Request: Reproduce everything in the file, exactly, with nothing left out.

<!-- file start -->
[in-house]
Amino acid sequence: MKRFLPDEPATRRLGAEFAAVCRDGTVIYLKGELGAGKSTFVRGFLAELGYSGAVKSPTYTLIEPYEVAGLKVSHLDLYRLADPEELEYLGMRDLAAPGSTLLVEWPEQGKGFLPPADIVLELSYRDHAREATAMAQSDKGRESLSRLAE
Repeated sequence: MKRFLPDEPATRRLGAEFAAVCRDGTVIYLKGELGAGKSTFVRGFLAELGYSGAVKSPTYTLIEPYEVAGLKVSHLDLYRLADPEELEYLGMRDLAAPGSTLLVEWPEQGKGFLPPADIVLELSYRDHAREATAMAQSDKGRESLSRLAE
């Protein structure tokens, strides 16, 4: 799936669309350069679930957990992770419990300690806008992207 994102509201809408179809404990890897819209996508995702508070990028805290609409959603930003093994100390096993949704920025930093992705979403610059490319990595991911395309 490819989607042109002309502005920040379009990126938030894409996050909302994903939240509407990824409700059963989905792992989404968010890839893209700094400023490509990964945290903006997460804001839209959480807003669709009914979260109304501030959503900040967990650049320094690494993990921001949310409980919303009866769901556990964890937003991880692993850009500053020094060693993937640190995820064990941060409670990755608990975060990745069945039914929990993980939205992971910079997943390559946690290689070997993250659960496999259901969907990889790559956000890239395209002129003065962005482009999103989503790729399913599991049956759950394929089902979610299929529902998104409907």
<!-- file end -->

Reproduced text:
[in-house]
Amino acid sequence: MKRFLPDEPATRRLGAEFAAVCRDGTVIYLKGELGAGKSTFVRGFLAELGYSGAVKSPTYTLIEPYEVAGLKVSHLDLYRLADPEELEYLGMRDLAAPGSTLLVEWPEQGKGFLPPADIVLELSYRDHAREATAMAQSDKGRESLSRLAE
Repeated sequence: MKRFLPDEPATRRLGAEFAAVCRDGTVIYLKGELGAGKSTFVRGFLAELGYSGAVKSPTYTLIEPYEVAGLKVSHLDLYRLADPEELEYLGMRDLAAPGSTLLVEWPEQGKGFLPPADIVLELSYRDHAREATAMAQSDKGRESLSRLAE
């Protein structure tokens, strides 16, 4: 799936669309350069679930957990992770419990300690806008992207 994102509201809408179809404990890897819209996508995702508070990028805290609409959603930003093994100390096993949704920025930093992705979403610059490319990595991911395309 490819989607042109002309502005920040379009990126938030894409996050909302994903939240509407990824409700059963989905792992989404968010890839893209700094400023490509990964945290903006997460804001839209959480807003669709009914979260109304501030959503900040967990650049320094690494993990921001949310409980919303009866769901556990964890937003991880692993850009500053020094060693993937640190995820064990941060409670990755608990975060990745069945039914929990993980939205992971910079997943390559946690290689070997993250659960496999259901969907990889790559956000890239395209002129003065962005482009999103989503790729399913599991049956759950394929089902979610299929529902998104409907």